EPA Information Related to the American Recovery and Reinvestment Act of 2009 (Recovery Act)
EPA ARRA – Two Years Later
Introduction – Today marks the second anniversary of the passing of the American Recovery and Reinvestment Act. Recovery Act funds have helped to protect people's health by in many ways such as improving air quality, cleaning up Brownfields and Superfund sites, improving the quality of our nation’s drinking water. Check out how we’ve done:
Providing Job Training for Brownfields Cleanup – Funds have supported the training of community residents affected by waste facilities, blighted properties, and contaminated sites for environmental jobs that may otherwise have been filled from outside the affected community. Environmental Workforce Development and Job Training Grants help residents take advantage of the jobs created by the management, assessment, cleanup, and revitalization of polluted waste sites in their communities. These training programs are designed to provide local residents with new skills they can use to help protect the public health of their communities. Recovery Act funds have facilitated the training of over 900 community members across the country and more than 500 have been placed into full time green jobs in with an average wage of over $14/hour.
Cleaning Up Our Communities – Recovery Act Brownfields cleanup investments have supported the assessment of nearly 500 properties, the commencement of 26 property cleanups and the revitalization of 50 properties ready for reuse. By restoring Brownfield sites to meet health and safety standards, EPA is ensuring that Recovery Act funds are being used to protect public health. These investments target under-served and economically-disadvantaged neighborhoods – places where environmental cleanups and new jobs are most needed.
Addressing Leaks at Underground Storage Tank Sites - Recovery Act funds have enabled EPA and its state and tribal partners to perform site assessment and cleanup work at over 3,100 underground storage tank sites throughout the 56 states, territories and Indian country. To date, Recovery Act funds have contributed to approximately 830 assessments and nearly 800 sites cleaned up to health-based cleanup levels. Cleanup of these sites protects drinking water resources, protects public health and restores contaminated land to conditions suitable for future use. These cleanup and revitalization efforts remove community "eyesores" and provide opportunities for community redevelopment and job creation.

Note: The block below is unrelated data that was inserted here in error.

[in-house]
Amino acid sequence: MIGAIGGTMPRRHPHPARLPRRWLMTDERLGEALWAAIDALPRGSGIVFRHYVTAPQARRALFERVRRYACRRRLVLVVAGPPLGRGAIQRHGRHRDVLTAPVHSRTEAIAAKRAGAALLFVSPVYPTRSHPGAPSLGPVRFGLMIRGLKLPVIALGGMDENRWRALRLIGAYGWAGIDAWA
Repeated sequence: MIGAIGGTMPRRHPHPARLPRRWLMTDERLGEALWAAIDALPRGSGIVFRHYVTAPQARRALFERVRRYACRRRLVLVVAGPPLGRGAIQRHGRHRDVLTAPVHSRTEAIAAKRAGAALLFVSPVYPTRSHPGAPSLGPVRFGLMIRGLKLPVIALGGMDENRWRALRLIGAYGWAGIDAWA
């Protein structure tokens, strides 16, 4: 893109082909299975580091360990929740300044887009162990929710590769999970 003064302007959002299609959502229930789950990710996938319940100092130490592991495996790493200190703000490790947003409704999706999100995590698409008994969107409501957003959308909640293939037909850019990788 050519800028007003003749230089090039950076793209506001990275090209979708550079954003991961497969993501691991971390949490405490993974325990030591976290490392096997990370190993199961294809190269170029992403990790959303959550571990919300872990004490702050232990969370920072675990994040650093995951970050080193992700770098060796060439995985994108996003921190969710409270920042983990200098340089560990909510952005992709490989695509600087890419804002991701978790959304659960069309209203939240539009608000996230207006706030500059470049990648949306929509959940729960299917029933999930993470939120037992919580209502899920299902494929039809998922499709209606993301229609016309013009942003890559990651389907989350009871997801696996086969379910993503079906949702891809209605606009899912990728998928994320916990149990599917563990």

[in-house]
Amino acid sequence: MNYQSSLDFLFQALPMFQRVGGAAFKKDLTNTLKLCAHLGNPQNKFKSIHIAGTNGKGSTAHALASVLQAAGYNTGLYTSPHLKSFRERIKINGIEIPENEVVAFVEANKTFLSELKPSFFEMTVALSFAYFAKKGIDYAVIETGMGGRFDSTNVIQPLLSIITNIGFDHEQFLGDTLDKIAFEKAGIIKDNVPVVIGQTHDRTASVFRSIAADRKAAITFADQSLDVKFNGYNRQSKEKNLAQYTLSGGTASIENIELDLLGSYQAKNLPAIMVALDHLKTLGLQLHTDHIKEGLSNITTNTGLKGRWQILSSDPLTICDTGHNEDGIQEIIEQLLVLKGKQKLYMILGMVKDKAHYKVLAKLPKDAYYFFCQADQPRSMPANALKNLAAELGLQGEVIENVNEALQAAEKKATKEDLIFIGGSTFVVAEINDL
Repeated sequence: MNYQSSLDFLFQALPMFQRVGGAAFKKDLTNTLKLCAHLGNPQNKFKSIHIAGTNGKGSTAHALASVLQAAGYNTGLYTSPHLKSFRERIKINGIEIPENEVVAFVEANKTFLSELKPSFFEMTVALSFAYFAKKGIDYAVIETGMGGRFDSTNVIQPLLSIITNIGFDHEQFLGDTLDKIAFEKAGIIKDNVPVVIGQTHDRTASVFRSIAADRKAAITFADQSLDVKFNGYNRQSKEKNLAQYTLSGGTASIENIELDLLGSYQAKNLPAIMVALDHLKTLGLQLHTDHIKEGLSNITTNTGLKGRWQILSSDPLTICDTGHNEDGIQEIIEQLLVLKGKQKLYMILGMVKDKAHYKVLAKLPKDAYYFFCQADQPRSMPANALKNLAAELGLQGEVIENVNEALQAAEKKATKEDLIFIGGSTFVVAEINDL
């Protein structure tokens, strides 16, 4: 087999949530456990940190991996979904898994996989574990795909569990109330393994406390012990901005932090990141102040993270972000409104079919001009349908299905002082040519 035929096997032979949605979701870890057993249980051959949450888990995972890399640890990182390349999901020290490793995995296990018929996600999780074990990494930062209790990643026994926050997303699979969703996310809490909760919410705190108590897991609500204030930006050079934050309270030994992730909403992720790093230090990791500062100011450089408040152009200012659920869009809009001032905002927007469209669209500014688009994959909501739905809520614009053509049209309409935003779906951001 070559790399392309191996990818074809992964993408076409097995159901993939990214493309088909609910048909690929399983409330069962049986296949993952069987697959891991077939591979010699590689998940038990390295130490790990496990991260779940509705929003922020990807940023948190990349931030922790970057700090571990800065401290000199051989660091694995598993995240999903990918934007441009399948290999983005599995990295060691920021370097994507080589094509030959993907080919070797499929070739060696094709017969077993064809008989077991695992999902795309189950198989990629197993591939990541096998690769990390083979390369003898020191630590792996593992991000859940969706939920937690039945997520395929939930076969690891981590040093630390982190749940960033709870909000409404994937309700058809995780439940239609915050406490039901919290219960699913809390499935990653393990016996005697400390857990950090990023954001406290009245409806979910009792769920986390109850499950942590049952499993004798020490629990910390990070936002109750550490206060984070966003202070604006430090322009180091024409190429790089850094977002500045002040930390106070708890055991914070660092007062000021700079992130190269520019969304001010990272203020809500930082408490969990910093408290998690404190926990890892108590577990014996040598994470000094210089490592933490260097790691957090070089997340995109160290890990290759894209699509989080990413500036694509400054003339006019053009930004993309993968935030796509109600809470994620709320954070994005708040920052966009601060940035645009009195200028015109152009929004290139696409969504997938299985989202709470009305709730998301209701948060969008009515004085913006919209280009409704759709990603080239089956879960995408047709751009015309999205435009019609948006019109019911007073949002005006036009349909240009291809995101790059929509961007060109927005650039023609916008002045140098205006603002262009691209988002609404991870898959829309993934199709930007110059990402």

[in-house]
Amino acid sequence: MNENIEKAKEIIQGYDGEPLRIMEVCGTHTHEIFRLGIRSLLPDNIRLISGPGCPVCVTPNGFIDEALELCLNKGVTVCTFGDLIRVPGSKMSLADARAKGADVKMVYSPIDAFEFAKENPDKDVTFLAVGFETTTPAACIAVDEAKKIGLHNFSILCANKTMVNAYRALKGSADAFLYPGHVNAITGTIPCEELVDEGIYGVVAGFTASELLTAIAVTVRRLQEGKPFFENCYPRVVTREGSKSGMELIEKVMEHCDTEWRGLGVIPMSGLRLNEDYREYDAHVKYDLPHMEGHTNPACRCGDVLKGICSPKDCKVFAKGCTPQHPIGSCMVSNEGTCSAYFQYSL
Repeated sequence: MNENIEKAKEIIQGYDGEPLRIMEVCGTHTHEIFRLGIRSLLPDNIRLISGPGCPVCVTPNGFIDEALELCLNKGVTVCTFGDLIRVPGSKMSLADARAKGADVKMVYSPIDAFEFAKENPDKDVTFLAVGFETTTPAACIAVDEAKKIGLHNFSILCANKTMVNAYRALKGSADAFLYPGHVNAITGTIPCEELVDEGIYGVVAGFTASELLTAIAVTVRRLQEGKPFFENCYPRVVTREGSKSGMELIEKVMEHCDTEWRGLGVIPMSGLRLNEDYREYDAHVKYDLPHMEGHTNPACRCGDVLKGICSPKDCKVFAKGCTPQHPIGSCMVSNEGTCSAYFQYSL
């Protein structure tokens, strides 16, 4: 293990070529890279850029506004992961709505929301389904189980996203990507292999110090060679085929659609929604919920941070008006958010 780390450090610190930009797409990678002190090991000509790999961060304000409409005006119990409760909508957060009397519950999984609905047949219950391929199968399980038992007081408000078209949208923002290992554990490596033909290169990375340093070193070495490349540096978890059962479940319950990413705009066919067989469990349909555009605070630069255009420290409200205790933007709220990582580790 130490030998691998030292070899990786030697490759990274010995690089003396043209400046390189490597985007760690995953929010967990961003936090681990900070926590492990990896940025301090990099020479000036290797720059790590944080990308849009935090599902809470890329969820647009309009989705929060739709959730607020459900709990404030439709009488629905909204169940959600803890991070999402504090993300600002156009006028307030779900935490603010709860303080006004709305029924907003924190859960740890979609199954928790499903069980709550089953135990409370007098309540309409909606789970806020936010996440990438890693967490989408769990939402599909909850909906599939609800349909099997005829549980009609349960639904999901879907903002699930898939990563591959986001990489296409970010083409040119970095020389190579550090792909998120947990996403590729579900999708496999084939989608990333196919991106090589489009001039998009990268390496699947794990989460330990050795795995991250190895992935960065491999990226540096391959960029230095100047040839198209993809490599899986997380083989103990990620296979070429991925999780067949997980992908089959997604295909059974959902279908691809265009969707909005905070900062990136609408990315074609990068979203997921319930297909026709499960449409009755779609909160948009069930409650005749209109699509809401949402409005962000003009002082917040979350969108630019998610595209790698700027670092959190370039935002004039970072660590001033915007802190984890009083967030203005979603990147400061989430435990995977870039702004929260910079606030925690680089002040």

Protecting Public Health in Affected Communities - The Recovery Act resources supported 61 Superfund Remedial cleanup projects at 51 sites across the U.S. EPA is using the funds to treat or remove organic compounds, treat or remove heavy metals, treat drinking water, expand work on sites with contaminated sediments and mitigate damage to wildlife habitat/ecosystems. Many of these sites are located in industrial areas hardest hit by the recession. Recovery Act funding has enabled communities to start or accelerate cleanup of Superfund sites. Many of these sites are located in the industrial areas hardest hit by the recession and Recovery Act funds have offered significant economic benefits to local communities by creating future jobs and increasing the speed with which the sites can be returned to productive use by the local communities.
Providing Clean and Safe Drinking Water through Water Infrastructure Investment - The Recovery Act has enabled the Drinking Water State Revolving Fund to return 346 drinking water systems across the nation to compliance with Safe Drinking Water Act standards. These systems serve over 23 million Americans who depend on clean and safe drinking water. The Recovery Act has helped states reach national public health goals.
Additionally, the Clean Water State Revolving Fund CWSRF has funded more than 657 projects around the country to improve or maintain treatment levels at Publicly Owned Treatment Works (POTWs). Recovery Act has also invested $243 million to fund more than 307 projects that will yield the following results: 94 percent of projects will improve or maintain water quality, 33 percent will protect and restore aquatic life and wildlife, 17 percent will protect and restore primary contact recreation and 7 percent will protect and restore fish and shellfish consumption. These ARRA projects will serve an estimated 78.8 million people.